Dumplings have been around for thousands of years, and it’s safe to assume that they have been adapted and enjoyed in many different countries and cultures in many different forms. One of the first known forms of dumpling was in a Roman cookery text known as Apicius. The recipe is fairly simple, roasted pheasant, chopped fine and mixed with fat, salt and pepper and moistened with broth. Simple boiled dumplings such as these are still highly popular in many European countries today.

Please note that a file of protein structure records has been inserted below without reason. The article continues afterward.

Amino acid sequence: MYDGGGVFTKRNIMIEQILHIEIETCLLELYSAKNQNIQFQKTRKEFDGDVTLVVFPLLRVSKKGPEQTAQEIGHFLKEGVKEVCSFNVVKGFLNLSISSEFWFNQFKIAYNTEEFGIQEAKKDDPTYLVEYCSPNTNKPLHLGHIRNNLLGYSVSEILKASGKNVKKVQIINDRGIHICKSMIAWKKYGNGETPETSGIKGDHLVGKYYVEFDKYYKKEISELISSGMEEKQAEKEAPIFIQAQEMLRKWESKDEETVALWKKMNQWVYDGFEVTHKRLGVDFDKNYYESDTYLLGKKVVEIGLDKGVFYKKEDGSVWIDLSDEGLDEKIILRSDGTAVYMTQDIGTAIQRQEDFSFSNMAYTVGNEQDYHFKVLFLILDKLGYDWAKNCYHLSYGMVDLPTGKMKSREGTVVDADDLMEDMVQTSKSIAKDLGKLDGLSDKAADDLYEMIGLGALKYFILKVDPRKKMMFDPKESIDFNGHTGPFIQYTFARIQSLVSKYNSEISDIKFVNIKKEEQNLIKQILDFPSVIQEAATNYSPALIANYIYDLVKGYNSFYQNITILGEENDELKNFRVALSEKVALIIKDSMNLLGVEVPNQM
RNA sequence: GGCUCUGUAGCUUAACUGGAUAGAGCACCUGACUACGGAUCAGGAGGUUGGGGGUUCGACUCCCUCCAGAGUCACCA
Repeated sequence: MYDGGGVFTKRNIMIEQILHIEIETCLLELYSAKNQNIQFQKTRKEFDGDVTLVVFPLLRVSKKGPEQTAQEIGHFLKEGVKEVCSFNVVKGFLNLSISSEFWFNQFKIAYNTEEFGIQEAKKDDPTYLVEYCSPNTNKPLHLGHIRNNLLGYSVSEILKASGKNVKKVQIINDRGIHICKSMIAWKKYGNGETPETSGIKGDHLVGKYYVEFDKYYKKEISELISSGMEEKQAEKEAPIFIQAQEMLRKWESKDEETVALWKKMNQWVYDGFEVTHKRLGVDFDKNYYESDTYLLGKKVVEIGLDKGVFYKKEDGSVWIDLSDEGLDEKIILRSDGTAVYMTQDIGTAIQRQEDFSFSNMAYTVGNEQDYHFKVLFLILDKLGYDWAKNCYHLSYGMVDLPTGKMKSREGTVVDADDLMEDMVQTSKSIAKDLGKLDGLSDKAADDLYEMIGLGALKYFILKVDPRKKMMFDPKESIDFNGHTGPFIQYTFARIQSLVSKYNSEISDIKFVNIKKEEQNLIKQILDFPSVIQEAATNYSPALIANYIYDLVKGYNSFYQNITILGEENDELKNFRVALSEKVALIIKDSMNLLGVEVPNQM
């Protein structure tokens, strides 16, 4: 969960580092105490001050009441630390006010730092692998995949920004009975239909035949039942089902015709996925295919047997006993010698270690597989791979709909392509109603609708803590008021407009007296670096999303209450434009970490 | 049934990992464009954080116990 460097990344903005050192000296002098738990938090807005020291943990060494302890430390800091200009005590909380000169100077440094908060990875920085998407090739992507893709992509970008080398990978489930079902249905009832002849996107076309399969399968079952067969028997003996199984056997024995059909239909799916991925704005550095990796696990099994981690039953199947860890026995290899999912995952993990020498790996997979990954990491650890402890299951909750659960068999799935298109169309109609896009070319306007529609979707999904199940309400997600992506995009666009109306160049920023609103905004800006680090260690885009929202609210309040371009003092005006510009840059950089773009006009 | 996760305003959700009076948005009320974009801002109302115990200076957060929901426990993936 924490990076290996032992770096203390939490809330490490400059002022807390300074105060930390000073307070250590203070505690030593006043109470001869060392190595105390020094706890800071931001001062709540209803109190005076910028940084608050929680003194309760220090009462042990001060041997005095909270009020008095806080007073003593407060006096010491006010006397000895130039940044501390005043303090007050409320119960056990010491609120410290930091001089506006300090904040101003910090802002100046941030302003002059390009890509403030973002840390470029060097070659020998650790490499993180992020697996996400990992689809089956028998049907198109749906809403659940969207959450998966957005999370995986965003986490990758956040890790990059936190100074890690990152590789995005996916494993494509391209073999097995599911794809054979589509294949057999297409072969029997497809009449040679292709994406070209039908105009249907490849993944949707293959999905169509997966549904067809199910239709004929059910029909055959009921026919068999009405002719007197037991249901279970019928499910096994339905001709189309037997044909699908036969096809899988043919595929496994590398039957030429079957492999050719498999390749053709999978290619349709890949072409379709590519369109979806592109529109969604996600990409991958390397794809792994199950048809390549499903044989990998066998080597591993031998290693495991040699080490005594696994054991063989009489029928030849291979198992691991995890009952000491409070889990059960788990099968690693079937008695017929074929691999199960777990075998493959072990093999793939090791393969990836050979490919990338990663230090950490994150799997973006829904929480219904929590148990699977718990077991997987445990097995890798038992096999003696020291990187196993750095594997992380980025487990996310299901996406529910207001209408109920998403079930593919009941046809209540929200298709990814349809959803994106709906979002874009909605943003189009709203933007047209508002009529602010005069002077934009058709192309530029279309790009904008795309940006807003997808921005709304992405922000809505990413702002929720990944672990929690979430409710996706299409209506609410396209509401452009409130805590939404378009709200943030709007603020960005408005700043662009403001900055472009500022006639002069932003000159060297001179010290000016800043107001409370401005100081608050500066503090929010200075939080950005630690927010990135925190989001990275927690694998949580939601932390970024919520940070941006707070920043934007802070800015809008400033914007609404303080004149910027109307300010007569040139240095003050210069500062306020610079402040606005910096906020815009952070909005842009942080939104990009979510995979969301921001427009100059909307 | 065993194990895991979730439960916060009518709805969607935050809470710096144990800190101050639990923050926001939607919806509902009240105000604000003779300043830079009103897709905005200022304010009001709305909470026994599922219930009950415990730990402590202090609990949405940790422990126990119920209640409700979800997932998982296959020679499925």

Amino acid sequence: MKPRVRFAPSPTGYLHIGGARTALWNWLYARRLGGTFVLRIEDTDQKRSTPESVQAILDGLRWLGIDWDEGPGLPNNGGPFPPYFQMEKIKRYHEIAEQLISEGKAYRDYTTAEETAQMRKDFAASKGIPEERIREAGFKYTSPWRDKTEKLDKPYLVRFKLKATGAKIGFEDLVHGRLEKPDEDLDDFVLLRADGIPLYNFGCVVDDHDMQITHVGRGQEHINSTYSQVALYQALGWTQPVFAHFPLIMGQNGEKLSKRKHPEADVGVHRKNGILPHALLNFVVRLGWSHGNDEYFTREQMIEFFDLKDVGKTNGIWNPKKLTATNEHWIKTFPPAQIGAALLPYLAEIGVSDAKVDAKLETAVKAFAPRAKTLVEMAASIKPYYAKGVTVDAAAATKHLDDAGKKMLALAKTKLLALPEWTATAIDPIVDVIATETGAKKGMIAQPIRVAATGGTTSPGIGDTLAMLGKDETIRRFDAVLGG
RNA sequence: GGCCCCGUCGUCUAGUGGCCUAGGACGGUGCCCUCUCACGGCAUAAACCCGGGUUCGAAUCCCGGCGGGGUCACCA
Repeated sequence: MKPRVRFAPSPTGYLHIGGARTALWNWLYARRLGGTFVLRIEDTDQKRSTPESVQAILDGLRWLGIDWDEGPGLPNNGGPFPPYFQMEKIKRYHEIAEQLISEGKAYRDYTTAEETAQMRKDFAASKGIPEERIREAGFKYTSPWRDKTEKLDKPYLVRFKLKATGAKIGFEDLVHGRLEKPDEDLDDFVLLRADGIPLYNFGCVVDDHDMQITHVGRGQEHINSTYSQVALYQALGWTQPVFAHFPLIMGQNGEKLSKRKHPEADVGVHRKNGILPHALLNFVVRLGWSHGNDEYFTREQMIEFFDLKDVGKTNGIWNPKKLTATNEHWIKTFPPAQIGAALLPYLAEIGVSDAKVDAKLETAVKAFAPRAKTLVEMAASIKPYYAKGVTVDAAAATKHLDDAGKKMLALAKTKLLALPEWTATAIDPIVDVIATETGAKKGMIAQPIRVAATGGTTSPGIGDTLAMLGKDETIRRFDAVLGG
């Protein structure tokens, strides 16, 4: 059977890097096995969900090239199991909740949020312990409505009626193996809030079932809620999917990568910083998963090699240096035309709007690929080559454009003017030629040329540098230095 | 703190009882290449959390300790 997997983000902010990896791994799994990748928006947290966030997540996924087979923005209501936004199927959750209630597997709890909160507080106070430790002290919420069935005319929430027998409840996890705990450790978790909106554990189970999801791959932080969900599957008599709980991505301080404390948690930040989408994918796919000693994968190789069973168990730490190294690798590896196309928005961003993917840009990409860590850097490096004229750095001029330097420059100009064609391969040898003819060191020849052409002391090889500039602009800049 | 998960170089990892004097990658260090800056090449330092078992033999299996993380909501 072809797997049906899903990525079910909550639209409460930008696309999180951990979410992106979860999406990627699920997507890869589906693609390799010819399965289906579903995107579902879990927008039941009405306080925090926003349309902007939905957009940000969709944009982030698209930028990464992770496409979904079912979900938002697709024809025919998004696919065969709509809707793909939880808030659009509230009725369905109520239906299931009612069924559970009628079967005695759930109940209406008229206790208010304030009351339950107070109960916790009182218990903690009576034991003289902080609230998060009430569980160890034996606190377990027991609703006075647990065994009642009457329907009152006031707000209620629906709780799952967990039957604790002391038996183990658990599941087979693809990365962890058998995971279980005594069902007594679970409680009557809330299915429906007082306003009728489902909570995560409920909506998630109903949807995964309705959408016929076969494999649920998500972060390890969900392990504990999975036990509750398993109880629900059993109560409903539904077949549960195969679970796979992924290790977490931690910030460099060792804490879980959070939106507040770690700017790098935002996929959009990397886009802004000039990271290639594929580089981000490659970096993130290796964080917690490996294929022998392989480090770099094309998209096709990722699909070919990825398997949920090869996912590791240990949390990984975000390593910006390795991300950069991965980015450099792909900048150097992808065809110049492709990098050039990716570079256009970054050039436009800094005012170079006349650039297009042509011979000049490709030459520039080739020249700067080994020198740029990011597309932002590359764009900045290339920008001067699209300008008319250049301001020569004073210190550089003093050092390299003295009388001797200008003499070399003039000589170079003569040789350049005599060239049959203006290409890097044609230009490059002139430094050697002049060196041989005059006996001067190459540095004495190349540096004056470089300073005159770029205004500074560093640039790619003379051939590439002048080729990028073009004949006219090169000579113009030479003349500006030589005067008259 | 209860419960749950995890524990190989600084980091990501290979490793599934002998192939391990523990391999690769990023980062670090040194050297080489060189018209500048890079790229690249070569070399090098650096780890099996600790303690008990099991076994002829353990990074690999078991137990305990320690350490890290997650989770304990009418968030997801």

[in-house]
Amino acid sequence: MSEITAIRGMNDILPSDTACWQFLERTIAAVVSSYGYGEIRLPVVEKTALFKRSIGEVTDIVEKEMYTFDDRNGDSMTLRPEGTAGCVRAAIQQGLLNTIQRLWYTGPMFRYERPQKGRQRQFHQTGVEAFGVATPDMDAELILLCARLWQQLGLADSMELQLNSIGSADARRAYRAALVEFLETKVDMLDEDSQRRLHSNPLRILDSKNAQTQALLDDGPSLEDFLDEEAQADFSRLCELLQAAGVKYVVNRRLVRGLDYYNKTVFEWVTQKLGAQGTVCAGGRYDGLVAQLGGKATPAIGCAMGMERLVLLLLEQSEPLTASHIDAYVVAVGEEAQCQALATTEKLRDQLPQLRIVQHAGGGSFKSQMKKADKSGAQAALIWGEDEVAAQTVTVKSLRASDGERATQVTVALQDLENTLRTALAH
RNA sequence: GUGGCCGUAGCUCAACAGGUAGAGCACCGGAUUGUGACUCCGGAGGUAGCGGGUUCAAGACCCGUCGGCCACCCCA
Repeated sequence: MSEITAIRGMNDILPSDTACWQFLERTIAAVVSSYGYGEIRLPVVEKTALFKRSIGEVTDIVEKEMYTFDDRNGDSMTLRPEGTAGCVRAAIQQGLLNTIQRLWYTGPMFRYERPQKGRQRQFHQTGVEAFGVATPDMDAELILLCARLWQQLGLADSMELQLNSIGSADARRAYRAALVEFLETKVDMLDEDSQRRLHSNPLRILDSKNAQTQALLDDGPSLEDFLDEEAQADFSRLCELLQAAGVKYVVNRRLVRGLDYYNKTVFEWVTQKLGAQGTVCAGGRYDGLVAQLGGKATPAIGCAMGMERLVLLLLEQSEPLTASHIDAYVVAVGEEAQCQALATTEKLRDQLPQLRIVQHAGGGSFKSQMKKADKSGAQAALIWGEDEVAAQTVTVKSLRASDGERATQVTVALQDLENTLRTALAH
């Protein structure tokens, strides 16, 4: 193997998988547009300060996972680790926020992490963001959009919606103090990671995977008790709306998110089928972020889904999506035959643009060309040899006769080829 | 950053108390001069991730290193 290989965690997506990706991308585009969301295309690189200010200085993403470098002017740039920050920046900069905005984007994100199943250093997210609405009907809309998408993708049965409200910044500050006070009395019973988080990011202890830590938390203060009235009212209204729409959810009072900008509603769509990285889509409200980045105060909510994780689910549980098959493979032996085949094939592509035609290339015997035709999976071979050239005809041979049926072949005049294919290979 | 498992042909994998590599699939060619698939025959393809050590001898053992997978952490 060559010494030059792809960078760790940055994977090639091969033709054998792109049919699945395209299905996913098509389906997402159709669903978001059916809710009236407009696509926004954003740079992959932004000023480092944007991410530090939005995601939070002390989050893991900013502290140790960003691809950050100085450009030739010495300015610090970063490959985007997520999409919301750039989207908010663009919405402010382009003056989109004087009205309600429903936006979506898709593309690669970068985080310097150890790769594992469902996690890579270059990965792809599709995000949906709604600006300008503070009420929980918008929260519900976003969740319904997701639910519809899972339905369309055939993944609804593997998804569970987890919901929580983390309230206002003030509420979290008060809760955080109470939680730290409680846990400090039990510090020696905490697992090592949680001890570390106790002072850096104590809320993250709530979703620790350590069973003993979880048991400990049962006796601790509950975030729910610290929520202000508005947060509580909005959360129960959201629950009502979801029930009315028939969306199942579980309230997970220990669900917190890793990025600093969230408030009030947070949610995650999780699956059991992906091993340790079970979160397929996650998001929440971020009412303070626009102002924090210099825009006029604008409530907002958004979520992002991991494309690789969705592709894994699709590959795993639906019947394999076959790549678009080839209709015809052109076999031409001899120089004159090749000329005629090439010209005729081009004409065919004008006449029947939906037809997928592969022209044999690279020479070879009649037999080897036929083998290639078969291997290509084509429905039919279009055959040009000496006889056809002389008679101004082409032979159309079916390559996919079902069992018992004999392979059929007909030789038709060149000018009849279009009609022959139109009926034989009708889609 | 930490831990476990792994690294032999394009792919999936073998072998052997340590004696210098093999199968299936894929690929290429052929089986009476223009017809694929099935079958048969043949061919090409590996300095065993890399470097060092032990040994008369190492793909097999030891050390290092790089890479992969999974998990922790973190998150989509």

The popular filled dumplings were introduced later in Europe, but rose to ‘fame’ in Chinese culture. A version of dumplings known as iiaozi were enjoyed in China for over 1800 years. It is according to legend, Chinese stuffed dumplings were invented during the Han Dynasty by a man named Zhang Zhongjian. The legend apparently occurred when Zhang had recently returned to his village during the coldest point of winter, after a long absence. He noticed that many of his fellow citizens were suffering from frostbite, and in particular around their ears. As a way to solve this problem, Zhang cooked up a batch of mutton, chili and healing herbs and then wrapped them in scraps of dough. He folded the dumplings to look like little ears, boiled them and handed them out to his neighbors. We will never know if they really cured frostbite, but the citizens loved the taste of Zhang’s creation so much that they continued to make the dumplings long after the winter season had passed.